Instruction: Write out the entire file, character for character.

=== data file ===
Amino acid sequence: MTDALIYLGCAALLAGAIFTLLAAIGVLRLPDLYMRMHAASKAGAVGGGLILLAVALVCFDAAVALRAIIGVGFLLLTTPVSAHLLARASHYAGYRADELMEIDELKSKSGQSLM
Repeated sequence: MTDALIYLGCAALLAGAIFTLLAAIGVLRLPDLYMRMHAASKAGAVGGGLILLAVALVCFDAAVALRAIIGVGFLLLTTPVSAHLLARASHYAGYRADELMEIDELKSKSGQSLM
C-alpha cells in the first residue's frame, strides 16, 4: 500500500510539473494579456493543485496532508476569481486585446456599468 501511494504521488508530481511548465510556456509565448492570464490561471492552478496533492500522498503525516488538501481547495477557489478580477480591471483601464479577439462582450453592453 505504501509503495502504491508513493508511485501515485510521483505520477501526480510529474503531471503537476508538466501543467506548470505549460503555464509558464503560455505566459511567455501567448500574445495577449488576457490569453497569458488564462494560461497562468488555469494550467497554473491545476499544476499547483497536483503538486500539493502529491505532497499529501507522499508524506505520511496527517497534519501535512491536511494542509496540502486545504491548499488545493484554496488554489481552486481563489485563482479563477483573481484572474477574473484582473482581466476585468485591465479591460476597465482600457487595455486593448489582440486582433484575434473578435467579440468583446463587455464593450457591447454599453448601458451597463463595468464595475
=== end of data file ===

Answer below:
Amino acid sequence: MTDALIYLGCAALLAGAIFTLLAAIGVLRLPDLYMRMHAASKAGAVGGGLILLAVALVCFDAAVALRAIIGVGFLLLTTPVSAHLLARASHYAGYRADELMEIDELKSKSGQSLM
Repeated sequence: MTDALIYLGCAALLAGAIFTLLAAIGVLRLPDLYMRMHAASKAGAVGGGLILLAVALVCFDAAVALRAIIGVGFLLLTTPVSAHLLARASHYAGYRADELMEIDELKSKSGQSLM
C-alpha cells in the first residue's frame, strides 16, 4: 500500500510539473494579456493543485496532508476569481486585446456599468 501511494504521488508530481511548465510556456509565448492570464490561471492552478496533492500522498503525516488538501481547495477557489478580477480591471483601464479577439462582450453592453 505504501509503495502504491508513493508511485501515485510521483505520477501526480510529474503531471503537476508538466501543467506548470505549460503555464509558464503560455505566459511567455501567448500574445495577449488576457490569453497569458488564462494560461497562468488555469494550467497554473491545476499544476499547483497536483503538486500539493502529491505532497499529501507522499508524506505520511496527517497534519501535512491536511494542509496540502486545504491548499488545493484554496488554489481552486481563489485563482479563477483573481484572474477574473484582473482581466476585468485591465479591460476597465482600457487595455486593448489582440486582433484575434473578435467579440468583446463587455464593450457591447454599453448601458451597463463595468464595475